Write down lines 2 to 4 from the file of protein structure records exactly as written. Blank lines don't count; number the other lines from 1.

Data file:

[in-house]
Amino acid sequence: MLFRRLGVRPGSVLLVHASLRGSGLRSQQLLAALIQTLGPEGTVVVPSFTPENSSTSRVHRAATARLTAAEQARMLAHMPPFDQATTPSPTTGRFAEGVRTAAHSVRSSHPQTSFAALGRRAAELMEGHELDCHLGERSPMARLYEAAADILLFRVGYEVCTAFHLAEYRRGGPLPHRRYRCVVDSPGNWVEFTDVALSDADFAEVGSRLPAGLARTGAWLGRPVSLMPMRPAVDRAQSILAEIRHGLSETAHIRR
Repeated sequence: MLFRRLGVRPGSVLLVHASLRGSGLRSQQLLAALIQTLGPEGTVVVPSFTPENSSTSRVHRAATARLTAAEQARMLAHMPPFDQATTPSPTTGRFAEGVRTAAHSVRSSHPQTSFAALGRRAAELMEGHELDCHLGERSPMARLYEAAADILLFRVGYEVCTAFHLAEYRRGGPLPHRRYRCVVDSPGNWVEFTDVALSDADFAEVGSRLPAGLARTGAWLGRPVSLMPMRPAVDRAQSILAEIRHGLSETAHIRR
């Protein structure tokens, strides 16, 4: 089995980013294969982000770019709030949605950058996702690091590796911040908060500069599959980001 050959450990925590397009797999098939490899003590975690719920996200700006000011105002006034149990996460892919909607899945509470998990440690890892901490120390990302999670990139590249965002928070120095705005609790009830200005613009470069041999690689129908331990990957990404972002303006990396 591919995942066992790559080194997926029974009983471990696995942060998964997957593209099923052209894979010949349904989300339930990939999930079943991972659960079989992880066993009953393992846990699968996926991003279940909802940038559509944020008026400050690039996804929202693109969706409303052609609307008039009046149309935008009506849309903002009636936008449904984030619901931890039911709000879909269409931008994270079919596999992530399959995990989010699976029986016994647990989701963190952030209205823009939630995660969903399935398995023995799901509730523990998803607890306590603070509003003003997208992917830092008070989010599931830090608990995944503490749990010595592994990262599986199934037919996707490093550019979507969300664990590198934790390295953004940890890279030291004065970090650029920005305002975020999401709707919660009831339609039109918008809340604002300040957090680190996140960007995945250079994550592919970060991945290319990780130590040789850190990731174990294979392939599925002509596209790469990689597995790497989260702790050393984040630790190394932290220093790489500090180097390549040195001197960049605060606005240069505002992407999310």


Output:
Amino acid sequence: MLFRRLGVRPGSVLLVHASLRGSGLRSQQLLAALIQTLGPEGTVVVPSFTPENSSTSRVHRAATARLTAAEQARMLAHMPPFDQATTPSPTTGRFAEGVRTAAHSVRSSHPQTSFAALGRRAAELMEGHELDCHLGERSPMARLYEAAADILLFRVGYEVCTAFHLAEYRRGGPLPHRRYRCVVDSPGNWVEFTDVALSDADFAEVGSRLPAGLARTGAWLGRPVSLMPMRPAVDRAQSILAEIRHGLSETAHIRR
Repeated sequence: MLFRRLGVRPGSVLLVHASLRGSGLRSQQLLAALIQTLGPEGTVVVPSFTPENSSTSRVHRAATARLTAAEQARMLAHMPPFDQATTPSPTTGRFAEGVRTAAHSVRSSHPQTSFAALGRRAAELMEGHELDCHLGERSPMARLYEAAADILLFRVGYEVCTAFHLAEYRRGGPLPHRRYRCVVDSPGNWVEFTDVALSDADFAEVGSRLPAGLARTGAWLGRPVSLMPMRPAVDRAQSILAEIRHGLSETAHIRR
């Protein structure tokens, strides 16, 4: 089995980013294969982000770019709030949605950058996702690091590796911040908060500069599959980001 050959450990925590397009797999098939490899003590975690719920996200700006000011105002006034149990996460892919909607899945509470998990440690890892901490120390990302999670990139590249965002928070120095705005609790009830200005613009470069041999690689129908331990990957990404972002303006990396 591919995942066992790559080194997926029974009983471990696995942060998964997957593209099923052209894979010949349904989300339930990939999930079943991972659960079989992880066993009953393992846990699968996926991003279940909802940038559509944020008026400050690039996804929202693109969706409303052609609307008039009046149309935008009506849309903002009636936008449904984030619901931890039911709000879909269409931008994270079919596999992530399959995990989010699976029986016994647990989701963190952030209205823009939630995660969903399935398995023995799901509730523990998803607890306590603070509003003003997208992917830092008070989010599931830090608990995944503490749990010595592994990262599986199934037919996707490093550019979507969300664990590198934790390295953004940890890279030291004065970090650029920005305002975020999401709707919660009831339609039109918008809340604002300040957090680190996140960007995945250079994550592919970060991945290319990780130590040789850190990731174990294979392939599925002509596209790469990689597995790497989260702790050393984040630790190394932290220093790489500090180097390549040195001197960049605060606005240069505002992407999310």